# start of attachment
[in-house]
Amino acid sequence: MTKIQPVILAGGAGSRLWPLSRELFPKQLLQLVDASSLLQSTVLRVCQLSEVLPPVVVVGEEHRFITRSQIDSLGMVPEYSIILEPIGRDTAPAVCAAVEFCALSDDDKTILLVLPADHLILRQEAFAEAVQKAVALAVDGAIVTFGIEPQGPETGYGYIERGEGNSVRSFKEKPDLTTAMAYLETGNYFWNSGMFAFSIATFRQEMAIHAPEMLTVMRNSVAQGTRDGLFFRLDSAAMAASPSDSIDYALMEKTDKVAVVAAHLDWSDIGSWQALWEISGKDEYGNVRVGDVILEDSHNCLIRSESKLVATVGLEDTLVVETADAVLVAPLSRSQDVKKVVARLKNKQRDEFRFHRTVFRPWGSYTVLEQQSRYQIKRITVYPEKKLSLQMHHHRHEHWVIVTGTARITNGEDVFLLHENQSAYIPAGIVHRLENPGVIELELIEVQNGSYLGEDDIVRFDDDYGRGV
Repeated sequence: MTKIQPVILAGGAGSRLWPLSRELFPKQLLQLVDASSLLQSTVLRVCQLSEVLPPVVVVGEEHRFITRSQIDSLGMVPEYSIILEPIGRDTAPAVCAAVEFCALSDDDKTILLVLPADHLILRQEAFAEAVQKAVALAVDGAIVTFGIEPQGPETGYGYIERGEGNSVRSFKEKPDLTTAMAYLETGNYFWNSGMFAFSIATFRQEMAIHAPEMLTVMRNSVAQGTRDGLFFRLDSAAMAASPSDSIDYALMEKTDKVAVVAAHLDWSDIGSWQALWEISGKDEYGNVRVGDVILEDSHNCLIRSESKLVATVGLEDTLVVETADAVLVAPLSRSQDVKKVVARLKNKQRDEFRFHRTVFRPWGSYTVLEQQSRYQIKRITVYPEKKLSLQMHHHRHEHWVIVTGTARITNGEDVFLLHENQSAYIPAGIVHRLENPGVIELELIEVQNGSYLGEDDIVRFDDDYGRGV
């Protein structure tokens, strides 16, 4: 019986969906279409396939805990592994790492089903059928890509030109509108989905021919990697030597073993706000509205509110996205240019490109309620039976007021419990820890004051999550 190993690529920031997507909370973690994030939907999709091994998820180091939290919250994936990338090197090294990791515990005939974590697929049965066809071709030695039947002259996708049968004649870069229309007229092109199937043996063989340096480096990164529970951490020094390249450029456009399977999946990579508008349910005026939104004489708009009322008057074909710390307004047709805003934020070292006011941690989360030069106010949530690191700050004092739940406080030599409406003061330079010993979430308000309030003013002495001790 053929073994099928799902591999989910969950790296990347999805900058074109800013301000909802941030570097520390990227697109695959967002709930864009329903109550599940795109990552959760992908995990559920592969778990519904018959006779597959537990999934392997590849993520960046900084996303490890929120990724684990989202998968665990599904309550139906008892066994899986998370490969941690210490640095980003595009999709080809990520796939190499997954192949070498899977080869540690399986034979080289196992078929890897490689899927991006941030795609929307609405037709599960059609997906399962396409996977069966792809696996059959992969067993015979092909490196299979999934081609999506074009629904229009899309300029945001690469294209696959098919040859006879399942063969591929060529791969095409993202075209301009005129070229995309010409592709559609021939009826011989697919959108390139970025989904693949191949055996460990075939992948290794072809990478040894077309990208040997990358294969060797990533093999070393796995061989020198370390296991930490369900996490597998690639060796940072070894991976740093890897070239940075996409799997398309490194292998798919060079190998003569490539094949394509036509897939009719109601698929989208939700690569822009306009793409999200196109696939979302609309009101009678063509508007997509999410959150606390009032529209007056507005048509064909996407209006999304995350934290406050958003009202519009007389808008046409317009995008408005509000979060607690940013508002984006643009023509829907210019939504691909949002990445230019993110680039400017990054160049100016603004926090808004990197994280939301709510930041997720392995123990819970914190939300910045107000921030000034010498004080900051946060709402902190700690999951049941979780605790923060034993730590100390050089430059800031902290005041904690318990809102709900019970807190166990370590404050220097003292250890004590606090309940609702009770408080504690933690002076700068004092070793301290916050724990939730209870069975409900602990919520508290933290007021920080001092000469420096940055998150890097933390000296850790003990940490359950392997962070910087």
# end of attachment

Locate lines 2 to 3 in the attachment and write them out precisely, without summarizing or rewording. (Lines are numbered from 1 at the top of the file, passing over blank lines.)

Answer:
Amino acid sequence: MTKIQPVILAGGAGSRLWPLSRELFPKQLLQLVDASSLLQSTVLRVCQLSEVLPPVVVVGEEHRFITRSQIDSLGMVPEYSIILEPIGRDTAPAVCAAVEFCALSDDDKTILLVLPADHLILRQEAFAEAVQKAVALAVDGAIVTFGIEPQGPETGYGYIERGEGNSVRSFKEKPDLTTAMAYLETGNYFWNSGMFAFSIATFRQEMAIHAPEMLTVMRNSVAQGTRDGLFFRLDSAAMAASPSDSIDYALMEKTDKVAVVAAHLDWSDIGSWQALWEISGKDEYGNVRVGDVILEDSHNCLIRSESKLVATVGLEDTLVVETADAVLVAPLSRSQDVKKVVARLKNKQRDEFRFHRTVFRPWGSYTVLEQQSRYQIKRITVYPEKKLSLQMHHHRHEHWVIVTGTARITNGEDVFLLHENQSAYIPAGIVHRLENPGVIELELIEVQNGSYLGEDDIVRFDDDYGRGV
Repeated sequence: MTKIQPVILAGGAGSRLWPLSRELFPKQLLQLVDASSLLQSTVLRVCQLSEVLPPVVVVGEEHRFITRSQIDSLGMVPEYSIILEPIGRDTAPAVCAAVEFCALSDDDKTILLVLPADHLILRQEAFAEAVQKAVALAVDGAIVTFGIEPQGPETGYGYIERGEGNSVRSFKEKPDLTTAMAYLETGNYFWNSGMFAFSIATFRQEMAIHAPEMLTVMRNSVAQGTRDGLFFRLDSAAMAASPSDSIDYALMEKTDKVAVVAAHLDWSDIGSWQALWEISGKDEYGNVRVGDVILEDSHNCLIRSESKLVATVGLEDTLVVETADAVLVAPLSRSQDVKKVVARLKNKQRDEFRFHRTVFRPWGSYTVLEQQSRYQIKRITVYPEKKLSLQMHHHRHEHWVIVTGTARITNGEDVFLLHENQSAYIPAGIVHRLENPGVIELELIEVQNGSYLGEDDIVRFDDDYGRGV